Jobless claims fall markedly
The past week saw a huge fall in the number of persons making an initial filing for jobless claims. The U.S. Department of Labor reported:
In the week ending Feb. 6, the advance figure for seasonally adjusted initial claims was 440,000, a decrease of 43,000 from the previous week’s revised figure of 483,000. The 4-week moving average was 468,500, a decrease of 1,000 from the previous week’s revised average of 469,500.
While this is certainly good news, given the erratic weather over the past week, we would be best served to wait until next week to see if administrative snafus had anything to do with the drop. The unadjusted number of people still on the unemployment roles is 5.6 million. To that is added an additional 5.4 million on extended benefits, meaning a near record 11.1 million people are receiving some sort of unemployment insurance benefits.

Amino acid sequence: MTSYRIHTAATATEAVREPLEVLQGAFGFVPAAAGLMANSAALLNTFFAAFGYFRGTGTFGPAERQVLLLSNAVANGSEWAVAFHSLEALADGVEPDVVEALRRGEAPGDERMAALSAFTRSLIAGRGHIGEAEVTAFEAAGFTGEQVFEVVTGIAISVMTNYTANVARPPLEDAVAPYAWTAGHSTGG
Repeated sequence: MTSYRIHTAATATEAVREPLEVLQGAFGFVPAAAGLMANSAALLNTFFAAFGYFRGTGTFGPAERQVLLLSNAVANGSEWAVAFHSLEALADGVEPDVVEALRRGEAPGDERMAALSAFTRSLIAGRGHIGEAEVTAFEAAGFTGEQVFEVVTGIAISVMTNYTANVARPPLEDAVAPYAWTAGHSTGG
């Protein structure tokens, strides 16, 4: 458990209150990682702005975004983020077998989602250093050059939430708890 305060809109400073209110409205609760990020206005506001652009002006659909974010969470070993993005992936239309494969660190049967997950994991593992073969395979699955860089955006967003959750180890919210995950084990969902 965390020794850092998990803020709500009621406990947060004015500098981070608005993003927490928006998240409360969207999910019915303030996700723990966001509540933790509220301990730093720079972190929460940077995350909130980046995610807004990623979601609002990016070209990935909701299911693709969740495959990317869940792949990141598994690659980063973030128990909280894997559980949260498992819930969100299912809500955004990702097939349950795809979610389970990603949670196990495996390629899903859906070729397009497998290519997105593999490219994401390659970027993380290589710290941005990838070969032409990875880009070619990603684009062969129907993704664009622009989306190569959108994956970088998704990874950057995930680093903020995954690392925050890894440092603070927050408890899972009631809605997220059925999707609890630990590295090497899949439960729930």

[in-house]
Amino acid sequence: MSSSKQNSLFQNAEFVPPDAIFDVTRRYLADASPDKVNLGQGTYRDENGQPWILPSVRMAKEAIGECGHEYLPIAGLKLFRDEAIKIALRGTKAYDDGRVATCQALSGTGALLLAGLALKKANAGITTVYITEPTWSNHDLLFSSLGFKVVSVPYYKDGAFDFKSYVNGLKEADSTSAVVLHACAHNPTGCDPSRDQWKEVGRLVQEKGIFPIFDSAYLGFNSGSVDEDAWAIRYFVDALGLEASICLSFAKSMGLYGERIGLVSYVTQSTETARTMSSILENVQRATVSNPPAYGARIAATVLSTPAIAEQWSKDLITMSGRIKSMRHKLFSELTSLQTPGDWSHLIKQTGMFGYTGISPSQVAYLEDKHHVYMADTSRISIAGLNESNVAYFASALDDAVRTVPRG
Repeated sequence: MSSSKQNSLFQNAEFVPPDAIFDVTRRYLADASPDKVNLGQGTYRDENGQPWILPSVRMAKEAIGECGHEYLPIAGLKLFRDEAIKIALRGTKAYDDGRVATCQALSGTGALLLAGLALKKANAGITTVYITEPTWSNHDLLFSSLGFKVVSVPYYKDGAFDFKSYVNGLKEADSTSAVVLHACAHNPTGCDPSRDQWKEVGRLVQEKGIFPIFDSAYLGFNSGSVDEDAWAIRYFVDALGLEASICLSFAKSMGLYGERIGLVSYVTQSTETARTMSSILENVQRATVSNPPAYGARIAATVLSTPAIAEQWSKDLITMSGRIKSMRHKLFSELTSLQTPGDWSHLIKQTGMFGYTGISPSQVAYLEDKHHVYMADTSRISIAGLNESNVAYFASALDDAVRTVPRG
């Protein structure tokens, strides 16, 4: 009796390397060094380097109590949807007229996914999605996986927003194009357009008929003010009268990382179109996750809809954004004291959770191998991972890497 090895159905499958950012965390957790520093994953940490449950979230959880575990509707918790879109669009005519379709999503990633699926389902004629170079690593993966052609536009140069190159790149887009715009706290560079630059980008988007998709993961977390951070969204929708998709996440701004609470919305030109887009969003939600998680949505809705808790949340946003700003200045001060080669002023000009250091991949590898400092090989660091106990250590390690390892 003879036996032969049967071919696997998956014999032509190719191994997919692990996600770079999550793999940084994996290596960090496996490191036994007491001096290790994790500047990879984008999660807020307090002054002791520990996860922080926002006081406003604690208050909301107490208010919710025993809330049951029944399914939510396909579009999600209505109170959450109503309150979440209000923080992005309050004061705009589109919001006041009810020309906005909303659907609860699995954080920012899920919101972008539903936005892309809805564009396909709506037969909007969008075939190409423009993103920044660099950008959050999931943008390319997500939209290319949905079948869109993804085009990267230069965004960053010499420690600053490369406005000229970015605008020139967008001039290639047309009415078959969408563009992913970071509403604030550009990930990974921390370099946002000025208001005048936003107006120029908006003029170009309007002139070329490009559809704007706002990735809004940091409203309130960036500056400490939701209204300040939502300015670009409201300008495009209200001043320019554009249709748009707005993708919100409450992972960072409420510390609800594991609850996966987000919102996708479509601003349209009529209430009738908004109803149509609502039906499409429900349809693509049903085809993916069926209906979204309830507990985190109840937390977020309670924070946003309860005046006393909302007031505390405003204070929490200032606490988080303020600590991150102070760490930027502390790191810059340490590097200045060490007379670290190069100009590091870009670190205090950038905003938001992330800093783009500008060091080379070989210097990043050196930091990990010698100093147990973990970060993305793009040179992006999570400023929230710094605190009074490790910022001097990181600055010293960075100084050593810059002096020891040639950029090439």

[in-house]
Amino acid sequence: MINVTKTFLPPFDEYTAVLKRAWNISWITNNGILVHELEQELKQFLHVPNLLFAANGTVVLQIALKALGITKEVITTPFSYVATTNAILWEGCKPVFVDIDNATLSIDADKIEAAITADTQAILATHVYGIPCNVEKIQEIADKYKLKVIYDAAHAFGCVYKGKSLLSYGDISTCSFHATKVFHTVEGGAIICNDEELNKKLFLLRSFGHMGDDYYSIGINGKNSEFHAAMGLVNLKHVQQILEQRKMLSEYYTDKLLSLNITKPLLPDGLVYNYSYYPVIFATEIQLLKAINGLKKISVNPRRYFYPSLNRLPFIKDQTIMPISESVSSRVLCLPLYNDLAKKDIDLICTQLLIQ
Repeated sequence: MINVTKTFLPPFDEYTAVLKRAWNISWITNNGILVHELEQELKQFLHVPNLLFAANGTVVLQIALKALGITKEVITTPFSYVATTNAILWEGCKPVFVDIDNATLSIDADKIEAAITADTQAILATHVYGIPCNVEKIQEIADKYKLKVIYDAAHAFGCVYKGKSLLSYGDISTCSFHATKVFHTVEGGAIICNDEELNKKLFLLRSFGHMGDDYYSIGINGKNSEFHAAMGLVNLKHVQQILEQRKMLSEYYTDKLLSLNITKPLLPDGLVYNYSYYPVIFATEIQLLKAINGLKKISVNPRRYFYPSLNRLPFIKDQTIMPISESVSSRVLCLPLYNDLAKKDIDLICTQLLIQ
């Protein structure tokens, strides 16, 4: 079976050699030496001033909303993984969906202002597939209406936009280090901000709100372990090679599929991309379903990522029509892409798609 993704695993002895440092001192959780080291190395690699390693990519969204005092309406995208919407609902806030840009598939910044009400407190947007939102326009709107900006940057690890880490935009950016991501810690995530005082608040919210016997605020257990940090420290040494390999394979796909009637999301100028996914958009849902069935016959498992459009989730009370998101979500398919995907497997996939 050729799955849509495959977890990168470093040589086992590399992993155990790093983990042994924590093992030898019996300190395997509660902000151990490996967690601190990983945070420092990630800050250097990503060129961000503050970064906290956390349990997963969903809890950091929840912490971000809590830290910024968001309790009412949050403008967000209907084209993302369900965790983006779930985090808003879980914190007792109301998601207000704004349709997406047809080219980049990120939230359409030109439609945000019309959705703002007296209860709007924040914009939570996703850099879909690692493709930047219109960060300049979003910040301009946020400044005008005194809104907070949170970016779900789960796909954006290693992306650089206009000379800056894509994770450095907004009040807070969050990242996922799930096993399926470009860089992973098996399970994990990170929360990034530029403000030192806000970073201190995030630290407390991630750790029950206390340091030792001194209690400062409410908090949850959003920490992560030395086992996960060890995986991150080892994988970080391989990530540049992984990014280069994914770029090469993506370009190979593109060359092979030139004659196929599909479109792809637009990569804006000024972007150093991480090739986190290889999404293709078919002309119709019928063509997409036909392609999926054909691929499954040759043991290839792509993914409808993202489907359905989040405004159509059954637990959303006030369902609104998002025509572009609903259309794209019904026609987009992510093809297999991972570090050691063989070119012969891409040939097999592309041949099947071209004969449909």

Overall then, the labor market in the U.S. remains weak. Moreover, I expect February’s unemployment rate to increase from the seasonal adjustment-marred 9.7% rate we saw last week. Nevertheless, I still anticipate a positive non-farm payroll number by the end of Q1 2010. And while that is a long way off from the 150,000 jobs per month we need to reduce the unemployment rate, it is better than losing 500,000+ jobs per month as we did through most of 2009.